This is followed by writing a comprehensive showroom business plan. It identifies where you are, where you want to go and how you're going to get there. The “director of showroom operations” can't do this alone. He or she may need the help of an outside consultant, books on how to write a business plan and will want to form a small committee to help put the entire program together. This “committee” might be made up of the company president/CEO, director of showrooms, one or two branch managers (those that understand and like showrooms) and one or two showroom managers/consultants. To learn more on how to formulate a business plan and what it should include, see my articles in SUPPLY HOUSE TIMES: January 2004 page 168 “Business Basics For Showrooms And Wholesalers” and December 2003 page 90 “Plan Now For 2004.”
You will need a format to follow and a facilitator (this is the role I played with the companies). You lock yourselves up in a room for at least two full days and you brainstorm like crazy. You cover every aspect of what goes into running a successful showroom. Someone keeps notes. Flip chart pages are filled and taped to the walls (kept in order of topics). Coffee, water and sodas are consumed. Boxed lunches are brought in. And in the end, a plan is developed. A spreadsheet is made that lists everything decided upon. This spreadsheet might include these items:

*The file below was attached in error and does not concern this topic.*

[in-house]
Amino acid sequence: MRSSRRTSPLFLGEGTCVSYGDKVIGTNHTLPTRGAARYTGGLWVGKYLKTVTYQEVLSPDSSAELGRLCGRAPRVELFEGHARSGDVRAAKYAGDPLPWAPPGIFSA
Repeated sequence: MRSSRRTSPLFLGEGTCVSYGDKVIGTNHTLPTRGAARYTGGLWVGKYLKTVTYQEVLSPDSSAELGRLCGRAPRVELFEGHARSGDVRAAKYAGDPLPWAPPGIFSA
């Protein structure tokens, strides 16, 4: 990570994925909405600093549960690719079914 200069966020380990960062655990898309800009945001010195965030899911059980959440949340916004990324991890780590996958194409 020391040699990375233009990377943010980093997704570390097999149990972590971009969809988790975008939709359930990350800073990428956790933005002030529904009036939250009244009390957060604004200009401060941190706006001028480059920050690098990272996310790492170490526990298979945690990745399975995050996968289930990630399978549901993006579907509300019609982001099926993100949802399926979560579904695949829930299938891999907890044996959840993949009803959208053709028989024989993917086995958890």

- Action Item
- Person(s) Responsible
- Target Start Date
- Target Completion Date
- Estimated Budget
- Additional Comments/Information
This “Action List” spreadsheet is broken out by year one, year two, year three and beyond. All items are prioritized.
Once the committee has developed the business plan format and action list, it needs to be shared with everyone involved. Top management has to be part of this. Once the plan has been communicated and you have “buy in” from the whole team, then the plan is implemented - step by step.
Following are just a few of the things that have been included in the plans that I've helped develop:
- Financial forecasts for the showroom business. This includes sales, gross profit, expenses and operating profits - by location. (Each showroom is treated as a profit center.)
- Branding for the showroom. In several cases this included changing the name, logo, colors, etc., for the showroom. The goal was to make the company/showroom the brand as opposed to the manufacturers they represented.